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BAT FOR LASHES The Bride Parlaphone

As Bat For Lashes, Natasha Khan has made some striking, beautiful and occasionally exceptional music. In the early days of her music career, she opened for Radiohead. Her second album Two Suns was a treasure trove of soft-focus anthems. And although it was harder to connect with her last album, 2012’s The Haunted Man, it still contained the swooning piano ballad Laura.

But despite her credentials, Khan’s work has also at times settled for a dreamy-but-dull aesthetic – songs that occasionally wash past in a beige blur; melodies and lyrical themes that meander along, with no obvious destination in mind. On The Bride, her fourth album, this tendency is on full display.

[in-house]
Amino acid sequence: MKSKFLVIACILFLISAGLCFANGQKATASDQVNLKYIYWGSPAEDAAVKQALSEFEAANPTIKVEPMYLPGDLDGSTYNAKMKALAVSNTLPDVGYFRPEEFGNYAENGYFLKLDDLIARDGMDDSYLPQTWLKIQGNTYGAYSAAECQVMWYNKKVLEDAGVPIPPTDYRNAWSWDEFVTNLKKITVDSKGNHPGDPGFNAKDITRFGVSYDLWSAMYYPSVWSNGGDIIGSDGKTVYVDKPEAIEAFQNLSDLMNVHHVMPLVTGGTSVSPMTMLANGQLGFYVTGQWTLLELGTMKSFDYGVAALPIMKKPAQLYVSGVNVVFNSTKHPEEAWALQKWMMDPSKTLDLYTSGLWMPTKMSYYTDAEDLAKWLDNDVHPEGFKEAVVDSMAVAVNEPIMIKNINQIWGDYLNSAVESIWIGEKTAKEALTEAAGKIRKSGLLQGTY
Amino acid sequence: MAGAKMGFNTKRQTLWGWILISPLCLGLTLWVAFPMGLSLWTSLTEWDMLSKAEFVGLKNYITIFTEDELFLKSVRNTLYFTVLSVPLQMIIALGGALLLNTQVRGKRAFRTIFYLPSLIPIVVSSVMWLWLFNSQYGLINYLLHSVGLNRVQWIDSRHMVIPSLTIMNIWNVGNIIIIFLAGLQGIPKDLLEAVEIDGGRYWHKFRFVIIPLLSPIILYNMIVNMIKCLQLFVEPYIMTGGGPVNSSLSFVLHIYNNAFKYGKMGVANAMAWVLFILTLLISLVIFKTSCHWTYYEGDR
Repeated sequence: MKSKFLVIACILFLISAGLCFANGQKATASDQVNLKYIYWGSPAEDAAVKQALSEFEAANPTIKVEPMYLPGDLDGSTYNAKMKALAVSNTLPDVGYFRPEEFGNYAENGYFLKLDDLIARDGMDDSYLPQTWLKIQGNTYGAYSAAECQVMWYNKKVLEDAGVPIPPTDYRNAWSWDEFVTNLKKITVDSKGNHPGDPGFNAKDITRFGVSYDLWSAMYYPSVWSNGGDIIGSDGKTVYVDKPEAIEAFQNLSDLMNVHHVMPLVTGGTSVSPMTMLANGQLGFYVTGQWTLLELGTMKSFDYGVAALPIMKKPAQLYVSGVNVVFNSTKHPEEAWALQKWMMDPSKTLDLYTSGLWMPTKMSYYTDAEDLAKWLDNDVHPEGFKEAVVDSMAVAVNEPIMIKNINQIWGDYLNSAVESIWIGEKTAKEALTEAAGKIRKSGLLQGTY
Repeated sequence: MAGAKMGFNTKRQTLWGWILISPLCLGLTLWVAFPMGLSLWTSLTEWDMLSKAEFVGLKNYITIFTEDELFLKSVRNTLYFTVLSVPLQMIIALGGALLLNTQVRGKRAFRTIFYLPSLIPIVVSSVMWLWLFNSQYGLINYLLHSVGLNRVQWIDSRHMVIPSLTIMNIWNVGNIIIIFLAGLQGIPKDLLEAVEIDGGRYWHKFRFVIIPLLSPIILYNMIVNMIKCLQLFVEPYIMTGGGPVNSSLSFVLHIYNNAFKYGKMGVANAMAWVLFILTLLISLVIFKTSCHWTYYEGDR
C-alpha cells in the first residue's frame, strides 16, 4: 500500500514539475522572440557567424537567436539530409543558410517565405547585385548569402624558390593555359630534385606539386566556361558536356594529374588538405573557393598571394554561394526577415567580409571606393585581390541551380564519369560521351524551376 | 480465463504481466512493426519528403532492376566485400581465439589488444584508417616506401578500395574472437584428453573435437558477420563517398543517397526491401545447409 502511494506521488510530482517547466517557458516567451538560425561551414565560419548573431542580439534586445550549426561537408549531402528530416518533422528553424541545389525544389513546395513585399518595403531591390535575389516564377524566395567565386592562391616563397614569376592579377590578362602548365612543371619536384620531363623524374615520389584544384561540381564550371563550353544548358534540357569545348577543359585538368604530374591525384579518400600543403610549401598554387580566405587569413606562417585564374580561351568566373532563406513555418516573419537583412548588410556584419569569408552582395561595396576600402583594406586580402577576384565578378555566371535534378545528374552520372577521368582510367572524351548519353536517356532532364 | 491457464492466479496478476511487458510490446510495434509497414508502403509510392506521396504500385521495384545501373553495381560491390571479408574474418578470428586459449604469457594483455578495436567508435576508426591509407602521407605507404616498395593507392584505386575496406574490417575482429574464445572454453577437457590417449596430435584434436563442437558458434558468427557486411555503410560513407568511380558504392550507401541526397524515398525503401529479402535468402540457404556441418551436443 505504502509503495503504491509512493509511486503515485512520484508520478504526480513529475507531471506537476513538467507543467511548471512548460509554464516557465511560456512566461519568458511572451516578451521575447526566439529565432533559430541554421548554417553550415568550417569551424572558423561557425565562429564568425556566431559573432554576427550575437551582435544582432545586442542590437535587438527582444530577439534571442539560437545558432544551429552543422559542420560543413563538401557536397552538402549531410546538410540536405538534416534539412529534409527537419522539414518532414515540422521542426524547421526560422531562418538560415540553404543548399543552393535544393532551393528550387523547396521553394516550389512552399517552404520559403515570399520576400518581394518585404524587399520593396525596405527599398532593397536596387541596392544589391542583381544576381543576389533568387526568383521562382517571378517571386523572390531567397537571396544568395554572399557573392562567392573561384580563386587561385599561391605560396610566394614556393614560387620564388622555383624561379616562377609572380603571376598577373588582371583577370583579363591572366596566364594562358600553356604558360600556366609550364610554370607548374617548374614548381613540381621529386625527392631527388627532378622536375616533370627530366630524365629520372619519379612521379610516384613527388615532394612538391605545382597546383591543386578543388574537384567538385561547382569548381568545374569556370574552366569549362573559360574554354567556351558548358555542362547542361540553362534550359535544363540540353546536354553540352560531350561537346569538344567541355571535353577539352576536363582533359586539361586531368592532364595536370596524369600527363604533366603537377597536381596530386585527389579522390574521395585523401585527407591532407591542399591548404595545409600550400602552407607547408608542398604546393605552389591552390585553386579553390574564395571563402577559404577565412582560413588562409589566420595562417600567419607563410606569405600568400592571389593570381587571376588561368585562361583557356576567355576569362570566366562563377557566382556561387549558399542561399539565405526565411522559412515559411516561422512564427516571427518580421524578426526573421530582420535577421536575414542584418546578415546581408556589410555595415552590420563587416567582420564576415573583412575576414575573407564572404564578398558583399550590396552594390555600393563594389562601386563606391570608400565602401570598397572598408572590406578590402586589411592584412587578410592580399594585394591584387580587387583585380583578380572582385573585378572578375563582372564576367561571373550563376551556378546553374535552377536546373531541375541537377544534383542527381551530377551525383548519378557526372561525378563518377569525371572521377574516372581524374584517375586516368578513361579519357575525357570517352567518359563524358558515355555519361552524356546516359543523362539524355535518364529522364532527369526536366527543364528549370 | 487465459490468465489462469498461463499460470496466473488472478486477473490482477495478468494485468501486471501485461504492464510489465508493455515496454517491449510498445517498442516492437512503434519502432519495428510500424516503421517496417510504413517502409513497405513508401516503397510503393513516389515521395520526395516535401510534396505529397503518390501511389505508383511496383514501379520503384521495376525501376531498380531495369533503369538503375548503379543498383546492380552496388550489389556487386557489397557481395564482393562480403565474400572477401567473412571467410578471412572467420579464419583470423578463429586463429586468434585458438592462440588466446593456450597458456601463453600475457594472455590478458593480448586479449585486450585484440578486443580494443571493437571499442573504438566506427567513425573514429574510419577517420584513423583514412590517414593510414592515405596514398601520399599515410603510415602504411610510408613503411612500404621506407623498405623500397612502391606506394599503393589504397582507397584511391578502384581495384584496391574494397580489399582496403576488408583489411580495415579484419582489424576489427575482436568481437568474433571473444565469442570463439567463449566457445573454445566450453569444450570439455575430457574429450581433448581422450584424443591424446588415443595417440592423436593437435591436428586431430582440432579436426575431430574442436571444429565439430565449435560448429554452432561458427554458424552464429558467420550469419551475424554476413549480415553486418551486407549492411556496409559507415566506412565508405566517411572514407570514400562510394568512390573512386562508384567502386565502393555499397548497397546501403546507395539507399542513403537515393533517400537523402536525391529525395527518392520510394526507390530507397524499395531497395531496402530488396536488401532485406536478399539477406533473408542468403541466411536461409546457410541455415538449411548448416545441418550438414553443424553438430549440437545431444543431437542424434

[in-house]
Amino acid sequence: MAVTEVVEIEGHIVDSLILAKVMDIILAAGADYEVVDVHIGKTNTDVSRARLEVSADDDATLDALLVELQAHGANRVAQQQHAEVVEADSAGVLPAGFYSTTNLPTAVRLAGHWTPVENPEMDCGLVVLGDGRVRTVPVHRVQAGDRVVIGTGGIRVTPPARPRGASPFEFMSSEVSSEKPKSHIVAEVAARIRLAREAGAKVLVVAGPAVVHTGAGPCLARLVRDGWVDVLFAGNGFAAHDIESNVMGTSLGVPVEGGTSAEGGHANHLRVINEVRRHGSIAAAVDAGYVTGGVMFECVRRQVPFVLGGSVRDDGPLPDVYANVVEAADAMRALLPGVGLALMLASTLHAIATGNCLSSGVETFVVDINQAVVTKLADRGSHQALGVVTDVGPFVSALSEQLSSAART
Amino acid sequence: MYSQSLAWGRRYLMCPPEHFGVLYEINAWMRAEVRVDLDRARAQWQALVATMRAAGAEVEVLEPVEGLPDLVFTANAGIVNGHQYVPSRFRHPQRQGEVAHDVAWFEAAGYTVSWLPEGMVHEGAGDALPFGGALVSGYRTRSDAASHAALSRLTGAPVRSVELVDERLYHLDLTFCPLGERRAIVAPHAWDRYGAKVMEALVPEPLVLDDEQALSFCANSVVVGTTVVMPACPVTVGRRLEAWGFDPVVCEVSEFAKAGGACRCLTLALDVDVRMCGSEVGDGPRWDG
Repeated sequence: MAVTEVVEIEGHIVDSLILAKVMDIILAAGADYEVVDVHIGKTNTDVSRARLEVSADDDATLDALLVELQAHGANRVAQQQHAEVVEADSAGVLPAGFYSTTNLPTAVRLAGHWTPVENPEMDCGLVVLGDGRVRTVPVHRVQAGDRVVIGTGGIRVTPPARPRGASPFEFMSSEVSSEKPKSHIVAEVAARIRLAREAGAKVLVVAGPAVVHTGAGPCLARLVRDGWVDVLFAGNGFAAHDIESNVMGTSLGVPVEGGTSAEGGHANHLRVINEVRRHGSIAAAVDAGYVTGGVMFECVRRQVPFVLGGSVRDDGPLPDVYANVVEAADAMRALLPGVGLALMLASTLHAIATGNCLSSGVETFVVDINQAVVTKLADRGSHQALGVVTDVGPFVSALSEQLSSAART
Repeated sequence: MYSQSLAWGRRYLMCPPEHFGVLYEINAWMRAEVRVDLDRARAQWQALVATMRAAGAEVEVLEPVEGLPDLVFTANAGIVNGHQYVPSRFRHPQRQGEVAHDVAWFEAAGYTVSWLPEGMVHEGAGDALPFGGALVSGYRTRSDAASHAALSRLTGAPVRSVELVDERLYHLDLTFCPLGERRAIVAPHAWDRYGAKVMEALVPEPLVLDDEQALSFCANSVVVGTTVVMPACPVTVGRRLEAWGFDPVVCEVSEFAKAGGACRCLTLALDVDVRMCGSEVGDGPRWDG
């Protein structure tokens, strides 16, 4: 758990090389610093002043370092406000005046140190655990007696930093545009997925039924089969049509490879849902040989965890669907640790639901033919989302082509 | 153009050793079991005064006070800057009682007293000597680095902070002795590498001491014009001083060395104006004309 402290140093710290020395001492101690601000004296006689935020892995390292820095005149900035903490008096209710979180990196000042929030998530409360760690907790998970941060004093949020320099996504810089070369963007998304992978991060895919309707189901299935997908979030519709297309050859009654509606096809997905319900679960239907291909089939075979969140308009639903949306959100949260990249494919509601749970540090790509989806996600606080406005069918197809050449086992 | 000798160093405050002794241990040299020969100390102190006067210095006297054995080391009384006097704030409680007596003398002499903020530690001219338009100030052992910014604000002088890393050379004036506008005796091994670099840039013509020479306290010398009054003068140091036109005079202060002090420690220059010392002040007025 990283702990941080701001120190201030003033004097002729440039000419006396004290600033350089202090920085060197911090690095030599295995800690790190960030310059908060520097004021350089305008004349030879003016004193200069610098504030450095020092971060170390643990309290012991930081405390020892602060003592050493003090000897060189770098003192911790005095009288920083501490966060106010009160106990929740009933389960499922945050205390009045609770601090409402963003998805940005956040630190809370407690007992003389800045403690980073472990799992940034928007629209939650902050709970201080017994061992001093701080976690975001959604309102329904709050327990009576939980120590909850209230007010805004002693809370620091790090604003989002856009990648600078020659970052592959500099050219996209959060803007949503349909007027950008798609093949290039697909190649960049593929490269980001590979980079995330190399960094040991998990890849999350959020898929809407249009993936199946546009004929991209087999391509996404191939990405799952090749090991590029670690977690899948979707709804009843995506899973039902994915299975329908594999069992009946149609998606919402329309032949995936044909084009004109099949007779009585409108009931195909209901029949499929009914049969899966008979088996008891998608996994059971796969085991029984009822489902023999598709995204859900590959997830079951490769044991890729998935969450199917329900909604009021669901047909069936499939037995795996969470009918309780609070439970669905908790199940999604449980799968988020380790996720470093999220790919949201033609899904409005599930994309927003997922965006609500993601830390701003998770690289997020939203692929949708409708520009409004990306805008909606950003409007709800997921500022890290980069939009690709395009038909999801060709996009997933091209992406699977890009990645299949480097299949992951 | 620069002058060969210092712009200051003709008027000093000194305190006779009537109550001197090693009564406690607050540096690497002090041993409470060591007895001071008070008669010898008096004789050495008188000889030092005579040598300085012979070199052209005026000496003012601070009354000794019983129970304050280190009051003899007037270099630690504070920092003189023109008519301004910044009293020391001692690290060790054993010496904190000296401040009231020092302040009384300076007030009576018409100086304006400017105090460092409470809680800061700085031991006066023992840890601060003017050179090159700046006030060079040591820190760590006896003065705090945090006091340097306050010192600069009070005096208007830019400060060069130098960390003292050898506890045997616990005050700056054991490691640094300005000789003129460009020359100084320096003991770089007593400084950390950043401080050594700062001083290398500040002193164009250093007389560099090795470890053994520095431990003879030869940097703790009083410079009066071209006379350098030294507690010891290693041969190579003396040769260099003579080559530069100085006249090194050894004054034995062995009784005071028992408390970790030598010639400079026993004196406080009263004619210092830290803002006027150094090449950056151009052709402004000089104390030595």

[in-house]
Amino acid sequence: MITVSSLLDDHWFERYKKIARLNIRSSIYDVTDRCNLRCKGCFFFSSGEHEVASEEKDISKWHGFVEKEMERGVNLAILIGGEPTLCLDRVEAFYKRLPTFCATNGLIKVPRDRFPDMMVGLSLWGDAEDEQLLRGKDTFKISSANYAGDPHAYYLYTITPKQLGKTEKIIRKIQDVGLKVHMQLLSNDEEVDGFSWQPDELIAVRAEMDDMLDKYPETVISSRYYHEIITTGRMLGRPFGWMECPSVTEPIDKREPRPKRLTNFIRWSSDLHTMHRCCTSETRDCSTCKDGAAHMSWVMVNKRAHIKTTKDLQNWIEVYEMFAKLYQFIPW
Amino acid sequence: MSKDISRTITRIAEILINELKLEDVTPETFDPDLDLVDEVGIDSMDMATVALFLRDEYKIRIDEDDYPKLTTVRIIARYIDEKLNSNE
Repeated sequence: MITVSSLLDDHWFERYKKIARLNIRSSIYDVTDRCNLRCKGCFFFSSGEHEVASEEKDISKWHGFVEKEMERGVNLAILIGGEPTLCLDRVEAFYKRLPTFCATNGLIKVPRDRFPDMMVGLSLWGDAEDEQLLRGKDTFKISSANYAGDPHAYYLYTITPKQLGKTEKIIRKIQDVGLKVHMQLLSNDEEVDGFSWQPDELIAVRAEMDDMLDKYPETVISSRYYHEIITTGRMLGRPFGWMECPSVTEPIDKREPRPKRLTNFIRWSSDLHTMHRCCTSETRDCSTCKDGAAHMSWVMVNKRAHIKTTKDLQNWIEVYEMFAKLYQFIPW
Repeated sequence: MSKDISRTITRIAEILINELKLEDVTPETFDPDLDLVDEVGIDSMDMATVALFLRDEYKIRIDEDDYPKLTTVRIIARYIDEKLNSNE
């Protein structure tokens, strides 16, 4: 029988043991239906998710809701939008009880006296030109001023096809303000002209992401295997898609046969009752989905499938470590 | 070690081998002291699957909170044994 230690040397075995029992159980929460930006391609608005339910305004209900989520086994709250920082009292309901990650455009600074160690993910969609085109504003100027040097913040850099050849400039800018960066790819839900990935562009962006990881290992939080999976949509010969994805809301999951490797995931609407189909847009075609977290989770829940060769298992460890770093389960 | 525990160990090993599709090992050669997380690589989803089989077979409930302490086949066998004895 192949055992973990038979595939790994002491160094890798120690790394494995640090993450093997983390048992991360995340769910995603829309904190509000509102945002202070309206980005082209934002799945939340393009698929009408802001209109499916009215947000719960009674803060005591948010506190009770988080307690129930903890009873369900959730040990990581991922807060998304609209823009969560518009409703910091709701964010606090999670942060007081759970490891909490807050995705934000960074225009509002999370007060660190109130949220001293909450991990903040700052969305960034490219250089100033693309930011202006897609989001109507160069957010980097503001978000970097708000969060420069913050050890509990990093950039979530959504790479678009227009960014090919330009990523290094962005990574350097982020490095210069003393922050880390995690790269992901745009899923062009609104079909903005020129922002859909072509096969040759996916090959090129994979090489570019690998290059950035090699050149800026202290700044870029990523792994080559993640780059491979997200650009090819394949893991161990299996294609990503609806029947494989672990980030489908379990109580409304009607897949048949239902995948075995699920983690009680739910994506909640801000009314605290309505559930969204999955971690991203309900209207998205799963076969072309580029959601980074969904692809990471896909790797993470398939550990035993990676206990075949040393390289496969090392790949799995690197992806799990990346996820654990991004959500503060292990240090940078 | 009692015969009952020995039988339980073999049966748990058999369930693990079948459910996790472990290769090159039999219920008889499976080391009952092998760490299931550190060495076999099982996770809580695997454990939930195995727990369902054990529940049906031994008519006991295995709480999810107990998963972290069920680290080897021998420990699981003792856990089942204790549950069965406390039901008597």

Khan’s soaring voice can be as compelling as ever, and there is the odd winner: Sunday Love has an ounce of lilting energy and sounds like the Bat For Lashes of old (i.e. gently-spun, electronic melodrama). The album’s concept centres on a dark wedding tale, but too many tracks (Close Encounters; In Your Bed) are tediously middle-of-the-road, and the mawkish spoken word Widow’s Peak is just plain cringe. Not quite a disaster, but definitely a disappointment.